Commercial Cooking is overtaking Traffic Pollution.

Preventing Commercial Kitchen Fires

Commercial Cooking is overtaking Traffic Pollution.


Most of us have a favourite food smell. Maybe yours is a freshly baked pastry or maybe a nice kebab. These smells trigger us especially when we are hungry and give us a pleasant feeling. But do you know that you inhale harmful fine particles along with? 

The thing is that we inhale these particles from commercial cooking whether we get the smell of the food or not. So we are not even aware of the pollution you are exposed to.

Problems were initially found with frying, barbecuing, grilling and charbroiling but we now know that other cooking methods are also implicated. Particle pollution from cooking was first identified in the air in London and Manchester about 10 years ago. Predictably, this was greatest at lunchtime and in the evenings; a phenomenon confirmed by more recent measurements.

Besides that particle pollution, a chemical called polycyclic aromatic hydrocarbon emerges as a result of contact of fats dripping from meat during cooking, with coal. This chemical rises into the air in the form of smoke, and people who breathe smoke inhale these toxic substances.

The Data

Recent studies in London have shown that fumes from commercial cooking overtaken traffic pollution as the source of PM2.5 pollution.

Recent figures released by the London Assembly show the amount of pollution from commercial food outlets has now overtaken traffic pollution – making up just over 20 per cent of all PM.2.5 emissions in the borough.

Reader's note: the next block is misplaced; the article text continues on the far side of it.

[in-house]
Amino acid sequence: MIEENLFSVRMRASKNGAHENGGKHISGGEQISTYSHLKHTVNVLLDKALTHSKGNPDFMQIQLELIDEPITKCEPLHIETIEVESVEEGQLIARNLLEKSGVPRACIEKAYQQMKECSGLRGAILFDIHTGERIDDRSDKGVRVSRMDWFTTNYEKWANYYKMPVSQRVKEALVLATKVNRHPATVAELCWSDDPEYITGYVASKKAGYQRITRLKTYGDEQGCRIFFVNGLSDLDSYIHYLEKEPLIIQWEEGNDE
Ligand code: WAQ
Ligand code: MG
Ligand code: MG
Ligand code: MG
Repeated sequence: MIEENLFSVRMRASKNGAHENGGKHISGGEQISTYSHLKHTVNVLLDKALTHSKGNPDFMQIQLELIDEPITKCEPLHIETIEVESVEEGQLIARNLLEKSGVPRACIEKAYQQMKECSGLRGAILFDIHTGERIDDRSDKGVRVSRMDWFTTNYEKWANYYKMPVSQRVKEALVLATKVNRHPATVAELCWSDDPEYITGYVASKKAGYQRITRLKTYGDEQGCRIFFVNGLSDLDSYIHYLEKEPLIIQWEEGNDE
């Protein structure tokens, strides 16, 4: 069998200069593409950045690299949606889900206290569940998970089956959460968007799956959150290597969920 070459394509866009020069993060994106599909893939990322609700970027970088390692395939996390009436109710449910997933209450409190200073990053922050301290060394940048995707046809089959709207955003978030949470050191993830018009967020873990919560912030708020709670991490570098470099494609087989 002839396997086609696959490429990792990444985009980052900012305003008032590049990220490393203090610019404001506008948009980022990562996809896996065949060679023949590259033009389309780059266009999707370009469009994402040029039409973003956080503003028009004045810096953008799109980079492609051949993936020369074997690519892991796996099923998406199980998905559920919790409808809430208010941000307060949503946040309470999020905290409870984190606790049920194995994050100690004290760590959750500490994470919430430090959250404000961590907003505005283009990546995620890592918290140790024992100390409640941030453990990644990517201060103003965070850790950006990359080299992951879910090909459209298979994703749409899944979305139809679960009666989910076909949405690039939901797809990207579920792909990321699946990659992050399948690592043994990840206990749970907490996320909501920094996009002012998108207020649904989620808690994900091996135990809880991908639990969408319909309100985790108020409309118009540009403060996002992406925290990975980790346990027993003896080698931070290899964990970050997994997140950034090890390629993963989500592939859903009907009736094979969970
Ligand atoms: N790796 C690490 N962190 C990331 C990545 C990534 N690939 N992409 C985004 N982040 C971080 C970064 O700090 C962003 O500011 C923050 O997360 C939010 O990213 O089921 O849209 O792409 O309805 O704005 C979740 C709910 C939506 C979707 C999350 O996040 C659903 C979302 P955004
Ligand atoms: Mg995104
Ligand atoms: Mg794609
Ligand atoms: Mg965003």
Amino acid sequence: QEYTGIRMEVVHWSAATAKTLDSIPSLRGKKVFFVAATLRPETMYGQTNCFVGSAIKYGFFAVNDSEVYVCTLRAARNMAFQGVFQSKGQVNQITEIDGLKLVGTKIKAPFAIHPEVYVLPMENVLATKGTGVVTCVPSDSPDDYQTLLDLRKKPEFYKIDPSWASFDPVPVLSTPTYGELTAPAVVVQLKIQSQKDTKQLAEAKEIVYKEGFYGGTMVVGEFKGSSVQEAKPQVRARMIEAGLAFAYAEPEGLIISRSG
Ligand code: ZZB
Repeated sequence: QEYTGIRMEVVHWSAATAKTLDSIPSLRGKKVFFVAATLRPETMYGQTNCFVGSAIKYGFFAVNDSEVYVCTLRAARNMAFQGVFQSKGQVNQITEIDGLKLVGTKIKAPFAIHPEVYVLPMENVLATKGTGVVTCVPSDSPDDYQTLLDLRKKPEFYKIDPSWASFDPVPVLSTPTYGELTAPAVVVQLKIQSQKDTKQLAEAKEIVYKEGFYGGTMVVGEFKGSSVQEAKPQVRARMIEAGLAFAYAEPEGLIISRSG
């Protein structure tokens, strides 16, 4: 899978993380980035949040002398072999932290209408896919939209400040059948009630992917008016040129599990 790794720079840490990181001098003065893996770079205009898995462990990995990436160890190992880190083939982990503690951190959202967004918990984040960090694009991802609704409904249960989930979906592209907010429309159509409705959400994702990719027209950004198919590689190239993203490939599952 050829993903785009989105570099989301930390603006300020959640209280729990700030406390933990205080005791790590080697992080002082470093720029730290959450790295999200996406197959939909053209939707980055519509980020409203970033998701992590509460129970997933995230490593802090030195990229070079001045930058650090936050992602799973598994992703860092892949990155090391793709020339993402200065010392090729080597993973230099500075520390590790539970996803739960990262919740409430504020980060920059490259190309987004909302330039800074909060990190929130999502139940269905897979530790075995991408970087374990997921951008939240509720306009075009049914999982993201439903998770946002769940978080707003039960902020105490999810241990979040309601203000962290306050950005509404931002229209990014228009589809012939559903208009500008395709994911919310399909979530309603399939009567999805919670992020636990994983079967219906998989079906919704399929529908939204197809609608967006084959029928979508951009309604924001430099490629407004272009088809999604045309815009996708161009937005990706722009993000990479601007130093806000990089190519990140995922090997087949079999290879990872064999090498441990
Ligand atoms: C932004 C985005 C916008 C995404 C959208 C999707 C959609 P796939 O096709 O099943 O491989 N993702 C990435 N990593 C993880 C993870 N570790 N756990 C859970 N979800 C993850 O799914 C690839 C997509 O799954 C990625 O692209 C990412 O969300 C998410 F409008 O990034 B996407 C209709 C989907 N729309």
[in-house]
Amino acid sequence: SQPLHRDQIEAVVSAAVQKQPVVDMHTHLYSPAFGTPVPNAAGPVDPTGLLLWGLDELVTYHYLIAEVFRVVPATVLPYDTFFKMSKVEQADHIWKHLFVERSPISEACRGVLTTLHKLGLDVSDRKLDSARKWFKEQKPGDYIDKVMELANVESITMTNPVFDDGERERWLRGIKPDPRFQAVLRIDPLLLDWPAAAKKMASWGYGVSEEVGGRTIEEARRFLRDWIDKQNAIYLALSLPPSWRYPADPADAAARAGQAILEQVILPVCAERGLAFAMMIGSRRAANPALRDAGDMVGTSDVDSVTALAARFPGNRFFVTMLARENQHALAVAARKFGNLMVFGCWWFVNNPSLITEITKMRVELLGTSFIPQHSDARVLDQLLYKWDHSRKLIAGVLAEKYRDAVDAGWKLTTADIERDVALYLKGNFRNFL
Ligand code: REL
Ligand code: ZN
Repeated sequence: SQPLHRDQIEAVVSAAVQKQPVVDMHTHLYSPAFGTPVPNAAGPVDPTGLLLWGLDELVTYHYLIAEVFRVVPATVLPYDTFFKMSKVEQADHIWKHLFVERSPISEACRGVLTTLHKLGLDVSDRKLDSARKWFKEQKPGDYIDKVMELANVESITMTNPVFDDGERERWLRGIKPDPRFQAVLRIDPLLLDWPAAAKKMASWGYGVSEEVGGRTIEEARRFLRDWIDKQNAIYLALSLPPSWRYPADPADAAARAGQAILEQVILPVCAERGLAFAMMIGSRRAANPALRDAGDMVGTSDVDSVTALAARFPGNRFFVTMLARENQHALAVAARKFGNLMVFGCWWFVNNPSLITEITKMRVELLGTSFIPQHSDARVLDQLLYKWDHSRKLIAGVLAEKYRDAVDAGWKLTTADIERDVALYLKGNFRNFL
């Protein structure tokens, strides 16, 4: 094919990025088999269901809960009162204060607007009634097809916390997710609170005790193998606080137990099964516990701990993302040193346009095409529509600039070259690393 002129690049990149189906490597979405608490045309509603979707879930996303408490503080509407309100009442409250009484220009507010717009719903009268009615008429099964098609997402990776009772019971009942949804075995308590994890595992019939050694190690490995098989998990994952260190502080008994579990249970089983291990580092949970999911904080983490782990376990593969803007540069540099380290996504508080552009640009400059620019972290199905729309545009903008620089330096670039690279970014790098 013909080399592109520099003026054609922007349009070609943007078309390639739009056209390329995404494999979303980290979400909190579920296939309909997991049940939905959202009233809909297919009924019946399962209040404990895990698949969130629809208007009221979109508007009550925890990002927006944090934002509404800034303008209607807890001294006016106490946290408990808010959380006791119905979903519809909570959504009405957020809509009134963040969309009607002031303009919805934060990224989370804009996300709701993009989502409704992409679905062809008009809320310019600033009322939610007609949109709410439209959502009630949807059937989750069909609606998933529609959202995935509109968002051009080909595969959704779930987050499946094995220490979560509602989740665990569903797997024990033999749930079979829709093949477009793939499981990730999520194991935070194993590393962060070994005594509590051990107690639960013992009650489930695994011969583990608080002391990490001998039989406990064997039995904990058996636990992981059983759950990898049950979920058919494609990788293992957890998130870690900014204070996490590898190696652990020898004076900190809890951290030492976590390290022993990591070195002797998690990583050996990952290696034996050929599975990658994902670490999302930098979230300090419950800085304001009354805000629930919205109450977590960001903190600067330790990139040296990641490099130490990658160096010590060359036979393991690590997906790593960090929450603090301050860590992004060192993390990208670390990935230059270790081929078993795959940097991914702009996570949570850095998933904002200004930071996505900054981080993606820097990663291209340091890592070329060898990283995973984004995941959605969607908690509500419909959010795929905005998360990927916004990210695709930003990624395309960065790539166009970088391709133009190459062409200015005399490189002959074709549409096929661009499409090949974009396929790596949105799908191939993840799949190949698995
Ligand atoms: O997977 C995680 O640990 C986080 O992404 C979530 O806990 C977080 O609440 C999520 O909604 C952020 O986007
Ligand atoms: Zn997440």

Dr David Green is a senior research fellow at King’s College London and an expert in the field of PM2.5 particles.

“The process of heating up food produces particles,” he explained.

“On a commercial or semi-industrial scale, you’re heating up a lot of oil. Those particles are then getting out of the commercial premises, possibly through ventilation systems for example.”

When we look at the number of businesses that emit particles such as cafes, restaurants, coffee shops, food factories, etc., the picture may seem a bit depressing. However, today’s technology offers solutions that will both protect the citizens and not bring economic and operational burdens to businesses.

So what is the solution for commercial cooking?

The ecology systems for commercial kitchen extraction solutions have been successfully used to capture these particles and prevent air pollution from commercial cooking fumes.

These ESP (Electrostatic Precipitator) applied filtration solutions are specifically designed for the removal of smoke and oil particles from the air stream of commercial kitchen exhaust systems. In addition to removing particulate pollution, it also eliminates odour and makes businesses completely environmentally friendly.

The filters inside an ecology unit guarantee a constant filtration efficiency and, thanks to their high oil separation and accumulation ability, they provide significant energy savings and low pressure drop.

Running an environmentally friendly business is no longer expensive or difficult to operate. Modern technology offers us many possibilities and benefits. It is our choice to decide whether or not to consider these possibilities.


Camden New Journal

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